GOOD PRACTICE GUIDE How to go to the theatre – post-Covid
Blackpool Grand Theatre has produced a guide to how technology will guide us into the theatre in the near future.
With six illustrations, the theatre shows its audience to their seat via their smart phones or watches and AI technology. It will tell them hen to mute and dim their phones, help them as they watch from their own homes, which is the least busy bar in the interval, choosing your drinks from your seat, and booking their tickets
“The journey to re-opening is an opportunity to test out new ideas and approaches” said James Akers, Arts Council England’s tech champion. “Start small and review your current processes. What takes up a lot of staff time? What training would be useful? What could you do if you had more resources
“We have already seen some organisations take huge strides using segmentation to tailor messaging and cut costs with hyper targeted campaigns. The next stage of matching artificial intelligence to box office systems is incredibly exciting as this takes it beyond simple marketing messaging to actually enhancing the user experience and building a deep connection with audiences”.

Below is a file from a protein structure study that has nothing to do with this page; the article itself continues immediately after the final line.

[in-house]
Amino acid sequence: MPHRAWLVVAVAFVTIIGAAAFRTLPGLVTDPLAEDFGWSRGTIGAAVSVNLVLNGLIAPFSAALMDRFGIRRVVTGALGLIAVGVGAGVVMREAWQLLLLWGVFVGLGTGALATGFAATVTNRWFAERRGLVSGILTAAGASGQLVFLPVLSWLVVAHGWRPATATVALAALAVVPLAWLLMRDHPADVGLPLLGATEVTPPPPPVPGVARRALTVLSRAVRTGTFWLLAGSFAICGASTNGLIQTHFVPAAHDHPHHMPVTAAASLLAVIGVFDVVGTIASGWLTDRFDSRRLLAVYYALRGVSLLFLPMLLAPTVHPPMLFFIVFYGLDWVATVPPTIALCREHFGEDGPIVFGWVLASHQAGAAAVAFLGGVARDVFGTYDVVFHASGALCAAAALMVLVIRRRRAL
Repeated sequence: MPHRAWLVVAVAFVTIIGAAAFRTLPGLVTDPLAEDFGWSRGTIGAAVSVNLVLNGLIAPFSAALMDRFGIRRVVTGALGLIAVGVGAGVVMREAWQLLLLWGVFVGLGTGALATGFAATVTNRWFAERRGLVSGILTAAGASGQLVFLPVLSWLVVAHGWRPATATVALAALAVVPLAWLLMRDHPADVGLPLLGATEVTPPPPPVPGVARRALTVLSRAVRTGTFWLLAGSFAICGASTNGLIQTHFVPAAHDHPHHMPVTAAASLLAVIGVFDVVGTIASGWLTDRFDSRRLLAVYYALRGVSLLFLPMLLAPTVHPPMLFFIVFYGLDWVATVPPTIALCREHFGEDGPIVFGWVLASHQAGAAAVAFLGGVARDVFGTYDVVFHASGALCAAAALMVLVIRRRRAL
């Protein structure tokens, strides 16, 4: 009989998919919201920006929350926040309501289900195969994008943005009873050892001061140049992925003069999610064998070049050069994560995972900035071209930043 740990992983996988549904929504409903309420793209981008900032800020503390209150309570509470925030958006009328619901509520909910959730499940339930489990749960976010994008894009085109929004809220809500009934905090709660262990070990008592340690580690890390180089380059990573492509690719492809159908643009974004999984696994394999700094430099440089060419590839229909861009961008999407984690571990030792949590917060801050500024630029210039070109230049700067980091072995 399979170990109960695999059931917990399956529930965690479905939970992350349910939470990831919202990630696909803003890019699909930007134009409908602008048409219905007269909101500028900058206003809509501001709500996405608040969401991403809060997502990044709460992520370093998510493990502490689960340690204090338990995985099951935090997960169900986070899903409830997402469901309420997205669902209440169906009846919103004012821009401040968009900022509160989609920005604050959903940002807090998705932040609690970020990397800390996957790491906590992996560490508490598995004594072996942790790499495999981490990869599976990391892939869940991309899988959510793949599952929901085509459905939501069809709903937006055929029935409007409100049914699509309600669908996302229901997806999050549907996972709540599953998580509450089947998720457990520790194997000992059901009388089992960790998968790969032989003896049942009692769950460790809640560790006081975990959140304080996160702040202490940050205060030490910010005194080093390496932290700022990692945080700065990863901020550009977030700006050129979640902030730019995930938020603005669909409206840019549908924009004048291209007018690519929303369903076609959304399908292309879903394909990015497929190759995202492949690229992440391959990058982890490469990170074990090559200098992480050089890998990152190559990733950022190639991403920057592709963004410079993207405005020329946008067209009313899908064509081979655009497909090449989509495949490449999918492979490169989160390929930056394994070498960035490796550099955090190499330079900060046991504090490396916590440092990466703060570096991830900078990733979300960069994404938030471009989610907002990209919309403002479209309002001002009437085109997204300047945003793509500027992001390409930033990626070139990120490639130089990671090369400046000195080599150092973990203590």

There are 1,100 active theatres in the UK all either open now or preparing to open, but The Barbican and Blackpool Grand Theatre, are the only ones streamlining their systems to incorporate AI technology. These technologies, which consist of using customer insights data tool, Activity Stream, use audience data to improve the booking journey to work with multiple items to feed and generate customer behaviours and learnings
With traditional theatre practices still in mind, the advancements have been welcomed by Blackpool Grand.
“The likes of live tickets, cashless venues and booking through your smart device will be here within the near future. The capabilities are there, it’s more about integrating it with systems theatres already use – that’s the key” said Andrew Howard, Blackpool Grand’s head of marketing. “These changes are already happening.
Blackpool Grand is developing its IT systems to include enhancing its customer relationship management (CRM) and audience data year-on-year, with the theatre having just completed a five year aim to align all of its programmes to integrate, from social media notices to filled seats, using AI software.
Using audience data will enable the theatre to improve booking procedures, so that tickets can be booked from home using devices such as Alexa.
“Theatres like us and the Barbican are leading the way in AI and digital experiences - live broadcasting following the pandemic has boomed 100’s of millions of hours of viewing” Howard said. “Digital tickets are already here, but live tickets should be here very soon. Automated seats, heat-mapping and iBeacons will probably be seen in the next five years. Theatres are already adopting the cashless theatre. Again, the pandemic will make that a sooner than predicted reality.
“These advancements are really key to theatres’ understanding of what customers likes and dislikes are and tailoring the overall message to this.”